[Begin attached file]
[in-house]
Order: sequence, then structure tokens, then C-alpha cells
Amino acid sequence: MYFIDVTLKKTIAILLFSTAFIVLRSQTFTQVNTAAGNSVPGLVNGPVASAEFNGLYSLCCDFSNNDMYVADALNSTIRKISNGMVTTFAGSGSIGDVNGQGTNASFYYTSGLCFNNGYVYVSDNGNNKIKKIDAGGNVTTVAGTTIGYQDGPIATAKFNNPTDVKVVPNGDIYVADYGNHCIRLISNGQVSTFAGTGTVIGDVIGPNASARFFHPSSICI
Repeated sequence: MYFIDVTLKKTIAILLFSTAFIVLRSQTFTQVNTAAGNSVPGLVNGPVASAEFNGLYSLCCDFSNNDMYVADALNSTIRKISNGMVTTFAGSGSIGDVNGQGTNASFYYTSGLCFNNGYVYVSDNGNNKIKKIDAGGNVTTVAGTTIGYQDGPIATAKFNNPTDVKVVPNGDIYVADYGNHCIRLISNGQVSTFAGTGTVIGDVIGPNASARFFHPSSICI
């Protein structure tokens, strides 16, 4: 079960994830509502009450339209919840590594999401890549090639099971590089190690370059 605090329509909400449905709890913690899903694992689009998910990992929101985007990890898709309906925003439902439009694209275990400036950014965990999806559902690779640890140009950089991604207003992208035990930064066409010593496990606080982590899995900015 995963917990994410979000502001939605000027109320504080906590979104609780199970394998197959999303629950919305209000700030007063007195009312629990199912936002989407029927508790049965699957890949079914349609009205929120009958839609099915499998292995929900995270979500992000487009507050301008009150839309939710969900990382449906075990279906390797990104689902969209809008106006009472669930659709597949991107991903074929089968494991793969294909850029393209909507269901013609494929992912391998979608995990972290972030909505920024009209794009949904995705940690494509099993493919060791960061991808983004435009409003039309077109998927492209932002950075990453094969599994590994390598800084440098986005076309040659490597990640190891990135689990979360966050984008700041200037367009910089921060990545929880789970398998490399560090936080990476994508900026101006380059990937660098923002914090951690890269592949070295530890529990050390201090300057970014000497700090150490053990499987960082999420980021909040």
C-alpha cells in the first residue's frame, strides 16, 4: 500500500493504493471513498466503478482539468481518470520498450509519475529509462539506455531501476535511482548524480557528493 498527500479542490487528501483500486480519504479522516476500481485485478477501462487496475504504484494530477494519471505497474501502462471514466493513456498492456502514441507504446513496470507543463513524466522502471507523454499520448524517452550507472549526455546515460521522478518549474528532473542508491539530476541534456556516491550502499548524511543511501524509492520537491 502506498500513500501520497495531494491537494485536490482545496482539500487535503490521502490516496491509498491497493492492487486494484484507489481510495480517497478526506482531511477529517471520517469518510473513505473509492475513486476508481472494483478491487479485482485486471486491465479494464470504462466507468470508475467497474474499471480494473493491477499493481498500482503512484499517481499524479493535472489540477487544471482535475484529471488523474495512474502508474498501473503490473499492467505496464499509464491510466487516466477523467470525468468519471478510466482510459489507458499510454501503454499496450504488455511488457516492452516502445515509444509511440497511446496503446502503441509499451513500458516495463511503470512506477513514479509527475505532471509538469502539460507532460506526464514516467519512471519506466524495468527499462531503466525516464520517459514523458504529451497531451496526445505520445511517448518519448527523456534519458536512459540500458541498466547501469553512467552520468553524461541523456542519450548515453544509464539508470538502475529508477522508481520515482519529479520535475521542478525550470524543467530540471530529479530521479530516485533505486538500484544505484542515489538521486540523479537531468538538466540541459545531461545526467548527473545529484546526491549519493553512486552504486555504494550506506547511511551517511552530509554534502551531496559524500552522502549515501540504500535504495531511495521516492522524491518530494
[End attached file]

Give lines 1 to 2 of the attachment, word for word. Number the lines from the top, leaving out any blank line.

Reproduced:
[in-house]
Order: sequence, then structure tokens, then C-alpha cells